soya bean sprouts

Soya Bean Sprouts are different from Mung Bean Sprouts. The former has a big bean head whilst the latter is smallish, which is understandable because soya beans are much bigger in size compared to mung beans. In the market, mung bean sprouts (most of the time just simply called bean sprouts) are easily available but not soya bean sprouts. You will also realise that mung bean sprouts have yellow coloured head (bean) after the removal of the dark green coloured skin covering the bean. As for the soya bean sprouts, you can see them above.

Cooking time wise, soya bean sprouts take a longer time to cook due to the bigger sized bean head. In terms of taste and texture, I think soya bean sprouts are slightly heavier in taste (sweeter) and no doubt, crunchier. When you are chewing on mung bean sprouts, you practically can only feel the texture of the body rather than the bean. I think soya bean sprouts are also more nutritious as what soya beans are famed for. If you can get your hands on the ingredients, try out this simple stir fry recipe.

This is the recipe for Stir Fried Soya Bean Sprouts with Ikan Bilis

 

Ingredients

  • 150 grammes of soya bean sprouts (remove tail / root)
  • 30 to 50 grammes of ikan bilis (medium sized, remove head and split half to remove bones)
  • 3 cloves garlic (chopped finely)
  • Some warm water
  • 3 tablespoons oil (palm or peanut oil)

 

Seasoning

  • 2 teaspoons light soya sauce
  • salt to taste
  • a couple of dashes of white pepper powder
  • a pinch of msg (optional)

 

Method

Rinse ikan bilis and drain dry.

Heat oil in wok and fry ikan bilis till golden brown. Remove and set aside.

Clean the wok, heat up 1 tablespoon of oil and add garlic. Stir fry for about 5 seconds on high heat, add soya bean sprouts and stir fry briskly. Add seasoning and sprinkle some water to keep moist. Do not pour water as this would make the dish soggy. The sprinkling of water will create steam which would hasten the cooking process.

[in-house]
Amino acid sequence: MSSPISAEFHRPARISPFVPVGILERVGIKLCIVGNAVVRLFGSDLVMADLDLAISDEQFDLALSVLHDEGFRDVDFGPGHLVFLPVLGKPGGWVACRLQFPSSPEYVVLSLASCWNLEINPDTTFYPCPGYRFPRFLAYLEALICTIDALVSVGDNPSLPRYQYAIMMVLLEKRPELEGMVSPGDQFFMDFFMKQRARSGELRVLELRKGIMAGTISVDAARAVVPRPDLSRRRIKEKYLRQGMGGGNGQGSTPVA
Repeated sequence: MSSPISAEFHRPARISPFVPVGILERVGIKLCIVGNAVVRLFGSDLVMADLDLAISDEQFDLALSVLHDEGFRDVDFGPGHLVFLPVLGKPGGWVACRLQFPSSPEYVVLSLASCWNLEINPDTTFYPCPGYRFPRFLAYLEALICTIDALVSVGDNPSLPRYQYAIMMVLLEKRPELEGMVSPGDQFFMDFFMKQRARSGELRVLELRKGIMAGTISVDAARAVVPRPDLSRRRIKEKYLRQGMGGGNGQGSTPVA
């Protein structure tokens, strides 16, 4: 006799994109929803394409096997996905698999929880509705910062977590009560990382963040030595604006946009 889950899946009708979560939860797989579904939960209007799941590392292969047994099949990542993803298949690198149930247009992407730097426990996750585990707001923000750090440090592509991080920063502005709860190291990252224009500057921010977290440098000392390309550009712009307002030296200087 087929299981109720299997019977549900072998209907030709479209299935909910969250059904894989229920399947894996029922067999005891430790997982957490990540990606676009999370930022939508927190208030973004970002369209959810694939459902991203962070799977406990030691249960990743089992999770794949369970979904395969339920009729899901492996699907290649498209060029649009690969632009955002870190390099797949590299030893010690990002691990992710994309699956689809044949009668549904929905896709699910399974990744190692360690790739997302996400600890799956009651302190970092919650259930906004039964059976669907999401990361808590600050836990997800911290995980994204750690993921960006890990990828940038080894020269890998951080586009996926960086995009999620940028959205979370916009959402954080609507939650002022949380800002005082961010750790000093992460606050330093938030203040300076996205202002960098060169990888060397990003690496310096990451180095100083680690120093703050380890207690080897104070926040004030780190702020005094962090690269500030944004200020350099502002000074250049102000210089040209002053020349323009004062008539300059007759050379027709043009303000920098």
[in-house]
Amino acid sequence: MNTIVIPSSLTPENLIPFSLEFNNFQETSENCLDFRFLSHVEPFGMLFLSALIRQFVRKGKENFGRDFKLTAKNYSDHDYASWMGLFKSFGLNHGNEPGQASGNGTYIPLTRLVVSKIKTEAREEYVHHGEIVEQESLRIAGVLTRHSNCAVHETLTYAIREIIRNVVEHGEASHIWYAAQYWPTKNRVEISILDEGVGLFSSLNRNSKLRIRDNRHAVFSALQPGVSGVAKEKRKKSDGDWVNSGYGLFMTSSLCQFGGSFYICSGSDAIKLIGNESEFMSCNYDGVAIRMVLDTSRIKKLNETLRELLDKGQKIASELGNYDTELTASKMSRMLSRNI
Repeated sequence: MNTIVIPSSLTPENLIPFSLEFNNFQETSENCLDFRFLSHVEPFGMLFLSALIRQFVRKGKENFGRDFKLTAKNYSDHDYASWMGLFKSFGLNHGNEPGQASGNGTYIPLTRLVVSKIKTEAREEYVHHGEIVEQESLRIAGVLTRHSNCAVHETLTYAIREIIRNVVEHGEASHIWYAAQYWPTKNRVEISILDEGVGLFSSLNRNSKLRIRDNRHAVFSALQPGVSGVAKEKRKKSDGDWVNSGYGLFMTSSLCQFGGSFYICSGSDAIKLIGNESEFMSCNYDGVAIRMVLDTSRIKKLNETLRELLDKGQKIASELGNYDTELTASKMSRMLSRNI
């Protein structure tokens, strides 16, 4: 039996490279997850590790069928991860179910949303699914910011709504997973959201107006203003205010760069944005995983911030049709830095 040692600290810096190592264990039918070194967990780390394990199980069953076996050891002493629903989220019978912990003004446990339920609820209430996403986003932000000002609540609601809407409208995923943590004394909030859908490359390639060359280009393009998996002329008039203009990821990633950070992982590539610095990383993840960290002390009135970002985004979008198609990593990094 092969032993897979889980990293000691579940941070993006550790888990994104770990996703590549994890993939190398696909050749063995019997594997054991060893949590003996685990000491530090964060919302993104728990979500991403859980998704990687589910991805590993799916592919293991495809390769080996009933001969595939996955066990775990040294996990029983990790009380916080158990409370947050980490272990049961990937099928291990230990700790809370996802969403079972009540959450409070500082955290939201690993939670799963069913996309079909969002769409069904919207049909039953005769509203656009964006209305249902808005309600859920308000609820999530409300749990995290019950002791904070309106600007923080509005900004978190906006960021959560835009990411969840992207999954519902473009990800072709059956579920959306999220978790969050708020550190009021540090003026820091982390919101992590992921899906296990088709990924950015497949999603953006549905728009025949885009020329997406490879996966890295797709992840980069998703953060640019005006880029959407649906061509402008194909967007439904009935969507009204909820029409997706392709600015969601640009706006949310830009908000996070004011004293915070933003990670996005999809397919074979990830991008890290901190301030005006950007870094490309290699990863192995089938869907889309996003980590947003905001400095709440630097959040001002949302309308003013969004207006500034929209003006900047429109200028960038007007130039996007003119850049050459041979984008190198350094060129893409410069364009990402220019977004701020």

Stir fry for about 2 to 3 minutes (or until the soya bean sprouts are soft to your liking). Just before dishing up, return ikan bilis to wok and stir well.


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Comments

  1. 1
    pelf
    October 4th, 2007 at 2:35 pm

    Off-topic.

    I realized that you have a “confectionary” category, but I’m sure you meant “confectionery”, didn’t you? 🙂

  2. 2
    babe_kl
    October 4th, 2007 at 7:33 pm

    i simply loved this, add some fresh red chillies for more ommphhh

  3. 3
    celine
    October 5th, 2007 at 9:59 pm

    Where can I get soya bean sprout? I never see it in the market.

  4. 4
    tigerfish
    October 6th, 2007 at 9:38 am

    These sprouts are usually used in Korean cooking such as bibimbap, right?

  5. 5
    pablopabla
    October 8th, 2007 at 9:37 am

    pelf : Thanks! Error rectified 😀

    babe_kl : I got toddlers at home. Have to skip chillis for now. But it does make nice garnishing 😀

    celine : It is not as easily found compared to mung bean sprouts. It also depends on your location. Are you in Malaysia?

    tigerfish : Er…you’ll have to ask the Koreans. LOL! I have absolutely no idea. 🙂

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